Flesh and Spirit

Reflections on Flesh and Spirit

Perhaps the most intriguing and suggestive of all the details surrounding St John the Baptist is the one which tells us of what was among his very first experiences: the leap in utero which the presence of Christ drew forth from him. How should we characterize that leap? We should say, I think, that it was a movement of delight, which was not so much something that John performed as something he underwent. Leaping in his mother’s womb was surely an overflowing from what was done to him, a spontaneous responsiveness to being touched by the Word made flesh. It was, we might want to say, a very concentrated and purified kind of arousal.

Now speaking like this, in terms of touch and responsiveness and arousal, draws of course upon the language of sexual intimacy. And sometimes in Scripture, as well as in the testimonies of Christian mystics, such language is very characteristic of attempts to evoke the union that can come about between God and men and women. We shouldn’t view such language as purely metaphorical. It’s not simply that spiritual things are being described in physical terms. The point is rather that in such language the spiritual and the physical are brought together, in a kind of fusion: it is as if the promise held out to us by the Incarnation is that the ancient uneasiness existing between spirit and flesh, soul and body, can in fact be healed and overcome. And this happens, not because the body is subdued or conquered, or even somehow erased. On the contrary, touched by the Incarnation the body becomes more itself, more deeply alive and responsive as a body, sharing in its own unique way in the mystery of redemption.

So it was John’s body that leapt, his flesh, just as it was it was in her flesh that his mother, Elizabeth, experienced what was happening to him – and indeed to herself, for in that moment, St Luke tells us, she was filled with the Holy Spirit. Moreover it is from the flesh of Christ that John’s leap overflows. He does not leap at something purely spiritual, at an idea or thought of the Saviour. John leaps because the Saviour is there, because He is present to him as only embodied persons can be present to one other. And finally, the fact that John leaps surely emphasizes, in its very extravagance, the focussed bodily intimacy of this encounter. When we come at last into the field of presence of the flesh of one whom we have desired to be with, there may of course be drawn from our bodies all kinds of reactions. But spontaneously to leap, for one’s whole body to be taken up in such a concentrated and expressive response – that is surely a very unusually heightened kind of reaction. In such a moment, in such a movement, spirit and flesh seem to inter-penetrate and to become one, as in a kind of dance.

In the Old Testament, we remember that King David stripped off and danced – some thought shamefully – before the Ark of God. So in John the Baptist, as the Old Covenant gives way to the New, John’s leap seems both to echo and to bring to completion the instinct to which David’s dancing gave expression. The Ark before which David danced with all his might, as we are told, was an anticipation of the Divine presence among us which Christ’s human body fulfills. In the Incarnation an actual human body, a man’s body, quite literally lives with God’s own life, the life of the Eternal Son: a life which utterly mysteriously, but equally with the absolute concreteness of the flesh, comes to be shaped and expressed in our own embodied ways of being.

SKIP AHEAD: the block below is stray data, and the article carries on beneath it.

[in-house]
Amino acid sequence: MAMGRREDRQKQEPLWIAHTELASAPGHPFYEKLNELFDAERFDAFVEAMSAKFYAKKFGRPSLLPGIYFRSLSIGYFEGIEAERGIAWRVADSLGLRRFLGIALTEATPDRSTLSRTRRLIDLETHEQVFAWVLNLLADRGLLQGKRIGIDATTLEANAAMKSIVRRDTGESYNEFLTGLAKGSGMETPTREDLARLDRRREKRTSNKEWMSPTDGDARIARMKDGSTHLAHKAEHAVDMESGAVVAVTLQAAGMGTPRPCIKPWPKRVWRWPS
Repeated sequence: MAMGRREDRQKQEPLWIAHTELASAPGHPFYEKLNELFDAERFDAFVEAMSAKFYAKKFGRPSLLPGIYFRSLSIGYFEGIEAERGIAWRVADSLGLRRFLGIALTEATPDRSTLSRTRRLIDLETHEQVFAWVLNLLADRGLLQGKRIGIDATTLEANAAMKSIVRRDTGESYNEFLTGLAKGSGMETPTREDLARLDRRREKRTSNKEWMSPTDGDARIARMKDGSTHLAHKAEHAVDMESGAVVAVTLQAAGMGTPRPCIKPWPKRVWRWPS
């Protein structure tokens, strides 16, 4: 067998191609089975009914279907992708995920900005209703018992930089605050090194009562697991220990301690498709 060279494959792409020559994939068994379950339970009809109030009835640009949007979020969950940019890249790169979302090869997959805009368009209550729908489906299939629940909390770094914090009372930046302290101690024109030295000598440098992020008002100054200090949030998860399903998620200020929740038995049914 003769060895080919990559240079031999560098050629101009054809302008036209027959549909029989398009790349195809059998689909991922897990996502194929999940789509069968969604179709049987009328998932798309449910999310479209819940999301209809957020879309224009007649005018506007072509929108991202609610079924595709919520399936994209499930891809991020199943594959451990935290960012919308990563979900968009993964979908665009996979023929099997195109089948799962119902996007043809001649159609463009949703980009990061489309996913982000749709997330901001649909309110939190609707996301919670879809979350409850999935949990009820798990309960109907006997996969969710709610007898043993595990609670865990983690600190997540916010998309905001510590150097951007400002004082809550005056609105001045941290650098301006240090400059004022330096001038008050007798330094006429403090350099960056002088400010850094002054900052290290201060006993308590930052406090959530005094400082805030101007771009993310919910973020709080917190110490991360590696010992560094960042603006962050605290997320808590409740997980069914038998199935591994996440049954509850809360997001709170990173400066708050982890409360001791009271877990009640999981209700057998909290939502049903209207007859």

And it is in this astonishing fact, that God Himself – even God – has lived and lives still in a human body, it is in this that our own hope of redemption, for being made whole, consists.

We can imagine perhaps how David’s dance, with all its strange intensity, was a kind of reaching out towards that transforming moment when human bodiliness itself would become capable of expressing the Divine. David’s dance, like much human dancing, strives to summon a kind of inchoate bodily transfiguration.

But suppose bodily transfiguration cannot be summoned? Suppose it can only be received? This is the lesson of the Incarnation. And it is surely that moment of reception which John’s leap expresses and to which it responds. In John the Baptist, David’s energetic grasping for ecstasy is fulfilled beyond grasping, and in the receptive, spontaneous simplicity of the leap in utero, unmediated by the mechanics of fantasy, we see the pure acknowledgment of a gift.

God’s presence in the flesh, which only God Himself can offer and which we can only receive, is here given the most concentrated and purified of bodily responses. And that is because John’s body is led by the Incarnation, exulting in its passivity before the realized promise of God’s embodied presence. In that moment, in pure reception and response, John’s body does not become less bodily because somehow more spiritual, but rather it becomes more bodily, more spontaneous, more expressive, more fulfilled, than David’s dance could ever have achieved.

In many ways we try to make of our bodies – our own and each other’s – all that we desire them to be, in the hope of finding, or rather producing and sustaining, some transcendent meaning and experience. But we discover, sooner or later, that all such projects fail: in unavoidable transience, and in sequels of frustration, emptiness and loss. The bodily fulfilment we desire, the exultation and ecstasy of the flesh, the merging of the physical and the spiritual, isn’t something we can induce or compel. It has to await, and to unfold receptively from within, a grace – the grace promised to the flesh in the enfolding touch of the Incarnation.

By Fr Philip Cleevely, Cong. Orat.

St Philip's Seminary, Toronto
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